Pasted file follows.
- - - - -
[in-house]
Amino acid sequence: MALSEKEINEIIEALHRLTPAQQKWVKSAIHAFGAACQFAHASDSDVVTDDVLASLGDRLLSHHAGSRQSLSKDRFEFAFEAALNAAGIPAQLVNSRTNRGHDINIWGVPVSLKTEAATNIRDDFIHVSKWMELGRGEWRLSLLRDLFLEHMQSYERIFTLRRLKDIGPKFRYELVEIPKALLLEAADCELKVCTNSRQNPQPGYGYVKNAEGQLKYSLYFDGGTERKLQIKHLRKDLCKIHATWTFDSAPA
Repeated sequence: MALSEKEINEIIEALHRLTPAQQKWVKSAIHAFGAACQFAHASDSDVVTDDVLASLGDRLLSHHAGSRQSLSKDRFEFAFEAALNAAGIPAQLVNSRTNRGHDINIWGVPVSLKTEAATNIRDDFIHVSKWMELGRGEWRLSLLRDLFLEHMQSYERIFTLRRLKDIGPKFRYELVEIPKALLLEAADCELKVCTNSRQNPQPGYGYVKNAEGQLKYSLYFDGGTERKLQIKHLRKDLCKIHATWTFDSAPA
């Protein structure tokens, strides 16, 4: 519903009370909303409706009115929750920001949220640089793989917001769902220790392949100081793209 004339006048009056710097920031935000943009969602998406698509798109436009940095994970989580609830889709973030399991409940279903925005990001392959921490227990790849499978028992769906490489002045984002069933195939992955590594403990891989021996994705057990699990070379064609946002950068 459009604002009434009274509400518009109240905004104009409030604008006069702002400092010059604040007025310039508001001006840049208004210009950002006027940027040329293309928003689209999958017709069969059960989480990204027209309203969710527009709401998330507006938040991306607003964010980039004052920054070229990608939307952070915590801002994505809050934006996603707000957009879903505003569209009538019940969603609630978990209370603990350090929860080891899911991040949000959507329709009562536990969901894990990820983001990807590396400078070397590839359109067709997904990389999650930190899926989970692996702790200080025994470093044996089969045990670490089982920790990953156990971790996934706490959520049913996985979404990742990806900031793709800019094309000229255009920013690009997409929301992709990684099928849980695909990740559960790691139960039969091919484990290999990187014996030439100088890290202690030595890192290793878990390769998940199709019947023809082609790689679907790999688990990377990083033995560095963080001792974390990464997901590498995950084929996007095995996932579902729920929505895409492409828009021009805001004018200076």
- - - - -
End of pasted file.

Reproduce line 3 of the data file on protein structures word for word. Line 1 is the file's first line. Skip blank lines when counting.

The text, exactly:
Repeated sequence: MALSEKEINEIIEALHRLTPAQQKWVKSAIHAFGAACQFAHASDSDVVTDDVLASLGDRLLSHHAGSRQSLSKDRFEFAFEAALNAAGIPAQLVNSRTNRGHDINIWGVPVSLKTEAATNIRDDFIHVSKWMELGRGEWRLSLLRDLFLEHMQSYERIFTLRRLKDIGPKFRYELVEIPKALLLEAADCELKVCTNSRQNPQPGYGYVKNAEGQLKYSLYFDGGTERKLQIKHLRKDLCKIHATWTFDSAPA